Tuesday, February 06, 2007

Blog Snobbery

I've been noting with interest the rise, fall and apparent demise of the experiment that was 2000 Bloggers.

The short story version of it was that a bloke called Tino decided to take a snapshot of the blogosphere, a sort of first come, first serve scrapbook. The fundamental idea of his project was to showcase 2,000 blogs - warts and all. The more established great and the good, alongside the humble offerings of novices... the interesting eye catching blogs, alongside the mundane everyday ones.

Unsurprisingly perhaps, this began to throw the link valuing system into a little bit of chaos, causing less established blogs to gain ground on the big guns.

I can understand how this can sometimes be a bad thing, the people who would be most likely to look for these sort of projects and exploit them, would be entrepreneurs, viral marketeers and corporate bloggers... and we all know how tedious and annoying those blogs often are (when I use traffic exchange programmes I always filter out business and marketing blogs).

However, I've noticed in the comments of some of the detractors, an air of snobbery and ego. They fear that an increase in ranking terms for the lowest common denominator will damage their readership and will dilute the purity of the blogosphere. In effect what they are saying is "You can't come up here! You aren't good enough, aren't professional enough, aren't intelligent, humorous or insightful enough to join us in the ranks of the elite!"

It's hokum. Worse than that it's a form of electronic fascism. This is not the Roman Empire, we are not divided into patricians and plebeians. We are together, an online example of global diversity.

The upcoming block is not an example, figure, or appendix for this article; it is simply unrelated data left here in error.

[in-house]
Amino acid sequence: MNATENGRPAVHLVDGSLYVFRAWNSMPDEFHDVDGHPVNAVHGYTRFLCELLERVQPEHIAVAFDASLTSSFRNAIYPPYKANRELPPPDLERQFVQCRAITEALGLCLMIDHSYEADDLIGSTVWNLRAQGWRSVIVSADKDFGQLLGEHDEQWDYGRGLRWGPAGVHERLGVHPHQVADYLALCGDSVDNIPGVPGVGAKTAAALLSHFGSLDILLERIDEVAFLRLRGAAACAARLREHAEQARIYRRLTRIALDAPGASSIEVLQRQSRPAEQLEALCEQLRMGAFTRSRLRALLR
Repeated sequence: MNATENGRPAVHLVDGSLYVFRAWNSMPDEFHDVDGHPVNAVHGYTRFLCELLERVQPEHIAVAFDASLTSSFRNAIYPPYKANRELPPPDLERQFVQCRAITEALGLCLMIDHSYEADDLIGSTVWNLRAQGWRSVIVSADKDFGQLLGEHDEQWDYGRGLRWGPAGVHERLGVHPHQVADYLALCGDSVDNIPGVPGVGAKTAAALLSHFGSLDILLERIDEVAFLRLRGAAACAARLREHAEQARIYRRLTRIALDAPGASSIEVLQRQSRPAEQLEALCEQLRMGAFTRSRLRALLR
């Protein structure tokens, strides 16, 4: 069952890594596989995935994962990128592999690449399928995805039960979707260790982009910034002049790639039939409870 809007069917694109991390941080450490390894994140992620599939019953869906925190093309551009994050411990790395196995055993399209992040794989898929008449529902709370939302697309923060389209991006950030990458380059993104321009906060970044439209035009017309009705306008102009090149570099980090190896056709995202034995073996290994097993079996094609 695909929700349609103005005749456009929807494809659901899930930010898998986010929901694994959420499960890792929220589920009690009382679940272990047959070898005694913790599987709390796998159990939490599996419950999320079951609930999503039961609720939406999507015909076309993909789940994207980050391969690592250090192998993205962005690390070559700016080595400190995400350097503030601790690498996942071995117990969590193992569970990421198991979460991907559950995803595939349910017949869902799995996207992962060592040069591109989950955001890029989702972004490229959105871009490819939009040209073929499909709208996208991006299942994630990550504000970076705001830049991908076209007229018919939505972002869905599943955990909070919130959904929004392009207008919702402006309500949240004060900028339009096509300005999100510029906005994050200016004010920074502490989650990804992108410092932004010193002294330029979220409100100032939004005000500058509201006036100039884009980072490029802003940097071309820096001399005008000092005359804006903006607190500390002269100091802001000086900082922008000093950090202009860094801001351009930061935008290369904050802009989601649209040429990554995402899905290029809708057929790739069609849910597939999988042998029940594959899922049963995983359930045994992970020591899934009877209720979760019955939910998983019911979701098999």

Don't misunderstand me, there are some wonderful blogs out there... important ones too. Blogs that expose the political machinations of corrupt governments, blogs that seek to expand human understanding between different cultures... and many of these are wonderfully researched.

When it comes to my blog, I have no delusions of global takeover. My hope is that over time, people will be touched by the things that I write about. I don't care if I'm of the moment or on message with the topics of the day, that's nice... but it's just a bonus. What really matters to me is if somebody finds my blog on a search engine in a decade and is touched by something I wrote say... last year, then as far as I'm concerned I've done my job. All I seek to do is pass on what I have learned, or share joy and pain in equal measure... in the hope that future readers may know that they are not alone.

I believe that blogs should be allowed to stand and fall by the quality of their content and not by their reputation or press. If that means that a new kid on the block starts making inroads into the readership of the heavy hitters, simply because they get lucky with a few links and establish themselves, so be it. This happens all the time in nature, the dominant male of many species community groups eventually gets toppled by some upstart, it is the way of things. Similarly how can the saplings in a rain forest grow, if the big trees don't fall down every now and then, leaving a gap in the canopy?

I'm not completely against protectionism with regard to the blogosphere, I just feel it should be like the Galapagos Islands. We protect it from the outside interference of those who are intent on changing it's nature... but when it comes to the natural development of what people blog about and who sets the agenda, let the people decide. If they see something of note, then they will comment on it, link to it and spread the word.

Have faith in the fellowship of bloggers.

1 comment:

  1. Anonymous10:50 pm


    I've been really interested to note people's reaction to this too. From a blog post on Technorati it appears they have reacted badly to this and I think even freezed the amount of links that participants were getting--I don't think this was more than 30 or so for anyone to begin with, though the further people were up on the page the more links they likely got because of people linking earlier on.

    How sad to me though that people are already trying to create rules and, to some extent, try to institutionalize the blogosphere. Don't we have enough of that in real life?!


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